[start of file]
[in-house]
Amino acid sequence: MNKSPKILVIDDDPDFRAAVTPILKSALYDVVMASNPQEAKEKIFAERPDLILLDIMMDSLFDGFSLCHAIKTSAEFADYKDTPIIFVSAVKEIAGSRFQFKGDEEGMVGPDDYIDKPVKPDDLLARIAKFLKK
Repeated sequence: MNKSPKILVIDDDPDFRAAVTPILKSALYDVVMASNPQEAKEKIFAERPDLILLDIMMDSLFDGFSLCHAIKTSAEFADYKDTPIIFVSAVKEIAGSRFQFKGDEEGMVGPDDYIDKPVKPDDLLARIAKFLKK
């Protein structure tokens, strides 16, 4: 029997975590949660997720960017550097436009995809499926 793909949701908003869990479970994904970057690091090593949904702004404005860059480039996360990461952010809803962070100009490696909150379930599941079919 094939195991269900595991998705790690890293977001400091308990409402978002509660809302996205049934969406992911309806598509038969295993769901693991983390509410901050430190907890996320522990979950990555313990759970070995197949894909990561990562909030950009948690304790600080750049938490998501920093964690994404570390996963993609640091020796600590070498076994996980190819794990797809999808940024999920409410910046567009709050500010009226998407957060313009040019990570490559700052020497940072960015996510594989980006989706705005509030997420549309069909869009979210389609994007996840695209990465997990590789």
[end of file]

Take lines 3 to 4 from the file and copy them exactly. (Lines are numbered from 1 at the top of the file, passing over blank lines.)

Repeated sequence: MNKSPKILVIDDDPDFRAAVTPILKSALYDVVMASNPQEAKEKIFAERPDLILLDIMMDSLFDGFSLCHAIKTSAEFADYKDTPIIFVSAVKEIAGSRFQFKGDEEGMVGPDDYIDKPVKPDDLLARIAKFLKK
């Protein structure tokens, strides 16, 4: 029997975590949660997720960017550097436009995809499926 793909949701908003869990479970994904970057690091090593949904702004404005860059480039996360990461952010809803962070100009490696909150379930599941079919 094939195991269900595991998705790690890293977001400091308990409402978002509660809302996205049934969406992911309806598509038969295993769901693991983390509410901050430190907890996320522990979950990555313990759970070995197949894909990561990562909030950009948690304790600080750049938490998501920093964690994404570390996963993609640091020796600590070498076994996980190819794990797809999808940024999920409410910046567009709050500010009226998407957060313009040019990570490559700052020497940072960015996510594989980006989706705005509030997420549309069909869009979210389609994007996840695209990465997990590789």